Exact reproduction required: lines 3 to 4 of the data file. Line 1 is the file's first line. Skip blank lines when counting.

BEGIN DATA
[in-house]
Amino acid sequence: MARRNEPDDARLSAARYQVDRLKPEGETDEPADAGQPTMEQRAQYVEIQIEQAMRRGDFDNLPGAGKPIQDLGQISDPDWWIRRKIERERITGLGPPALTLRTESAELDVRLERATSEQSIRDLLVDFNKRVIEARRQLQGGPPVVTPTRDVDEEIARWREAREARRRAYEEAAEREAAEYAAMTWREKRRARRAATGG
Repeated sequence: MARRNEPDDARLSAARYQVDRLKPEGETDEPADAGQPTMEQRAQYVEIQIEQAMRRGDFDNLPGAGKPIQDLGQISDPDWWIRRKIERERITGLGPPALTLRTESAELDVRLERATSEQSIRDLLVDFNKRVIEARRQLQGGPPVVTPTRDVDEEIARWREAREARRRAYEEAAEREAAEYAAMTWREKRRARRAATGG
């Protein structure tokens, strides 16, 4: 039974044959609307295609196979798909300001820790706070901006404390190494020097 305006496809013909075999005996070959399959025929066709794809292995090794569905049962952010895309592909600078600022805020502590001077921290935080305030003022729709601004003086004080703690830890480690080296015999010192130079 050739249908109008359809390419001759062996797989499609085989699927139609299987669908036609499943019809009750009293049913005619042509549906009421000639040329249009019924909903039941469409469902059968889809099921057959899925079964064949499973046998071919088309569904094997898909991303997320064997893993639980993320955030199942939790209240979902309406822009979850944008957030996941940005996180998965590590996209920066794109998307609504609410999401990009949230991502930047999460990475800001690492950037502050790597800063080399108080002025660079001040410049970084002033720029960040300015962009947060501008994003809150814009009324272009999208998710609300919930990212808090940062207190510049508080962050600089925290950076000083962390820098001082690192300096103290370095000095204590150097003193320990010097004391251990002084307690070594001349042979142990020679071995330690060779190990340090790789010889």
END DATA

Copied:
Repeated sequence: MARRNEPDDARLSAARYQVDRLKPEGETDEPADAGQPTMEQRAQYVEIQIEQAMRRGDFDNLPGAGKPIQDLGQISDPDWWIRRKIERERITGLGPPALTLRTESAELDVRLERATSEQSIRDLLVDFNKRVIEARRQLQGGPPVVTPTRDVDEEIARWREAREARRRAYEEAAEREAAEYAAMTWREKRRARRAATGG
């Protein structure tokens, strides 16, 4: 039974044959609307295609196979798909300001820790706070901006404390190494020097 305006496809013909075999005996070959399959025929066709794809292995090794569905049962952010895309592909600078600022805020502590001077921290935080305030003022729709601004003086004080703690830890480690080296015999010192130079 050739249908109008359809390419001759062996797989499609085989699927139609299987669908036609499943019809009750009293049913005619042509549906009421000639040329249009019924909903039941469409469902059968889809099921057959899925079964064949499973046998071919088309569904094997898909991303997320064997893993639980993320955030199942939790209240979902309406822009979850944008957030996941940005996180998965590590996209920066794109998307609504609410999401990009949230991502930047999460990475800001690492950037502050790597800063080399108080002025660079001040410049970084002033720029960040300015962009947060501008994003809150814009009324272009999208998710609300919930990212808090940062207190510049508080962050600089925290950076000083962390820098001082690192300096103290370095000095204590150097003193320990010097004391251990002084307690070594001349042979142990020679071995330690060779190990340090790789010889």